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ACS Nano. 2010 May 25;4(5):2577-84. doi: 10.1021/nn9017944.

Microbial engineering of nanoheterostructures: biological synthesis of a magnetically recoverable palladium nanocatalyst.

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School of Earth, Atmospheric & Environmental Sciences and Williamson Research Centre for Molecular Environmental Science, University of Manchester, Manchester M13 9PL, UK.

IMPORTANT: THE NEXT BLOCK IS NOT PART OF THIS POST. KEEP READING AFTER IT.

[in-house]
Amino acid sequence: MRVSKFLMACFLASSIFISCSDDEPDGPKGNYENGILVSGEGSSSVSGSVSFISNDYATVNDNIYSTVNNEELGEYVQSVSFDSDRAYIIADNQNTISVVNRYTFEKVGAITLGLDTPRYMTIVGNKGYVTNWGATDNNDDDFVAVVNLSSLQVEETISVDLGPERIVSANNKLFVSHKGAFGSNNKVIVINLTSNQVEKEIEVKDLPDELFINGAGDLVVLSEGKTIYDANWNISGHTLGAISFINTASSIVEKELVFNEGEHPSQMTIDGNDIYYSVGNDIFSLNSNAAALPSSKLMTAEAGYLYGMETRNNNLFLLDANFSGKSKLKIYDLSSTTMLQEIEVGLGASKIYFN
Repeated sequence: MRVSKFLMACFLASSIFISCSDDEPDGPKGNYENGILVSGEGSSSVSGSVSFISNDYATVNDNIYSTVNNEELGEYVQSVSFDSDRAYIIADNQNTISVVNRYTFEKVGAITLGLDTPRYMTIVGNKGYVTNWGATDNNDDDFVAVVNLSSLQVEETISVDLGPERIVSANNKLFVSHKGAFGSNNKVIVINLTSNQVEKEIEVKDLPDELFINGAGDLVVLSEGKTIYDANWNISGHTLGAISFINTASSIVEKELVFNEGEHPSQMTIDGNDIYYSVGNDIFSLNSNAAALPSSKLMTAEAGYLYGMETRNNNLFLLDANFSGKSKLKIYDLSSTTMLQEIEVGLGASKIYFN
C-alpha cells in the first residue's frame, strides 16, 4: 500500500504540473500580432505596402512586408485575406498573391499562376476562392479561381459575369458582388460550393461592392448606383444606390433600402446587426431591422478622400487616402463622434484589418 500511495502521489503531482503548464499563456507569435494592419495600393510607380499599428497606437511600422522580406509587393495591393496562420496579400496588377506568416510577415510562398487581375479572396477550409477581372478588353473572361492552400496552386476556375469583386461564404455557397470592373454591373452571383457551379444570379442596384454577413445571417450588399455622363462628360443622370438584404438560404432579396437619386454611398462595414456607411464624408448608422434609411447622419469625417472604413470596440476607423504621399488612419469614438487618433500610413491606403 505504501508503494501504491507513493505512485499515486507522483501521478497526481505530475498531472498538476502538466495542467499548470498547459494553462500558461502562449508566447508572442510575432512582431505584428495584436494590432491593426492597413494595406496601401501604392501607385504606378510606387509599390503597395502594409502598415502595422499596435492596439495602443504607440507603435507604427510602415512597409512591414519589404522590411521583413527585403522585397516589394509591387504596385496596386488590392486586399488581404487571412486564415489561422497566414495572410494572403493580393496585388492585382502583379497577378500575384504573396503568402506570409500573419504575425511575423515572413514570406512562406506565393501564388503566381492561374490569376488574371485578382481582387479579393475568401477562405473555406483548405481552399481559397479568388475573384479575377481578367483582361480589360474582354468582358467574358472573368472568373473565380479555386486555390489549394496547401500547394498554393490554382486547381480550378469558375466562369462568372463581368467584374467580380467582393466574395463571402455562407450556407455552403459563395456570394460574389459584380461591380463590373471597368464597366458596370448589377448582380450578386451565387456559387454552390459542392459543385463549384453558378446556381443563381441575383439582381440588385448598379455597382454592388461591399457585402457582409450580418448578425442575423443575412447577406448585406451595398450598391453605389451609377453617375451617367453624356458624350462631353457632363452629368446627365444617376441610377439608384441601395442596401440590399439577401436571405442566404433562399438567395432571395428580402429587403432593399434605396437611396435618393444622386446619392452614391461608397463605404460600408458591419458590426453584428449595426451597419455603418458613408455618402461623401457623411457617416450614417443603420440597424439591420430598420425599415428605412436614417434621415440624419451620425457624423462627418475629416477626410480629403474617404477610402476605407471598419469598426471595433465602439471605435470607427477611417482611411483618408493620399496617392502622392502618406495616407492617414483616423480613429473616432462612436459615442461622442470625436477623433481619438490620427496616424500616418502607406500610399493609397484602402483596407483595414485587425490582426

Precious metals supported on ferrimagnetic particles have a diverse range of uses in catalysis. However, fabrication using synthetic methods results in potentially high environmental and economic costs. Here we show a novel biotechnological route for the synthesis of a heterogeneous catalyst consisting of reactive palladium nanoparticles arrayed on a nanoscale biomagnetite support. The magnetic support was synthesized at ambient temperature by the Fe(III)-reducing bacterium, Geobacter sulfurreducens , and facilitated ease of recovery of the catalyst with superior performance due to reduced agglomeration (versus conventional colloidal Pd nanoparticles). Surface arrays of palladium nanoparticles were deposited on the nanomagnetite using a simple one-step method without the need to modify the biomineral surface, most likely due to an organic coating priming the surface for Pd adsorption, which was produced by the bacterial culture during the formation of the nanoparticles. A combination of EXAFS and XPS showed the Pd nanoparticles on the magnetite to be predominantly metallic in nature. The Pd(0)-biomagnetite was tested for catalytic activity in the Heck reaction coupling iodobenzene to ethyl acrylate or styrene. Rates of reaction were equal to or superior to those obtained with an equimolar amount of a commercial colloidal palladium catalyst, and near complete conversion to ethyl cinnamate or stilbene was achieved within 90 and 180 min, respectively.

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